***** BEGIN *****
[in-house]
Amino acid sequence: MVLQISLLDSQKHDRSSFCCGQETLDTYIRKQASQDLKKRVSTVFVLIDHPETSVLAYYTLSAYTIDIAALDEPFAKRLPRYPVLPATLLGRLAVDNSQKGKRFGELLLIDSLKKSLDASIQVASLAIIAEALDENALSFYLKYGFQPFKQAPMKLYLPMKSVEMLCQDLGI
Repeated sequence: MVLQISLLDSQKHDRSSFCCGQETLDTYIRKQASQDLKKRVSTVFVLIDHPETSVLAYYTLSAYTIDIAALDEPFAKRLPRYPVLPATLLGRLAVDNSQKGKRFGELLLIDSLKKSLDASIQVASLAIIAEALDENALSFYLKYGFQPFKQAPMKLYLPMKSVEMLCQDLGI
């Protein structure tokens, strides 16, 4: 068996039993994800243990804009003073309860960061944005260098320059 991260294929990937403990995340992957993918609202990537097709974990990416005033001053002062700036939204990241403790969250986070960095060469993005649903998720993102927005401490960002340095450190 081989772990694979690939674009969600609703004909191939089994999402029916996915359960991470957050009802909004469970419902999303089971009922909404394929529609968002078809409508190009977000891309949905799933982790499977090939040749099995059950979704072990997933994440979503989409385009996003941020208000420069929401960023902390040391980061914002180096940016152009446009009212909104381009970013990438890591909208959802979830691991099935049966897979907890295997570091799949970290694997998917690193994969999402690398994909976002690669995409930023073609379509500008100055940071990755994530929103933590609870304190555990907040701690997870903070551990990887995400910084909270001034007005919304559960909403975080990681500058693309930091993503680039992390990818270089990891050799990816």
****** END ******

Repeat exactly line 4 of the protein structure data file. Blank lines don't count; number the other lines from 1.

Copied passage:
């Protein structure tokens, strides 16, 4: 068996039993994800243990804009003073309860960061944005260098320059 991260294929990937403990995340992957993918609202990537097709974990990416005033001053002062700036939204990241403790969250986070960095060469993005649903998720993102927005401490960002340095450190 081989772990694979690939674009969600609703004909191939089994999402029916996915359960991470957050009802909004469970419902999303089971009922909404394929529609968002078809409508190009977000891309949905799933982790499977090939040749099995059950979704072990997933994440979503989409385009996003941020208000420069929401960023902390040391980061914002180096940016152009446009009212909104381009970013990438890591909208959802979830691991099935049966897979907890295997570091799949970290694997998917690193994969999402690398994909976002690669995409930023073609379509500008100055940071990755994530929103933590609870304190555990907040701690997870903070551990990887995400910084909270001034007005919304559960909403975080990681500058693309930091993503680039992390990818270089990891050799990816």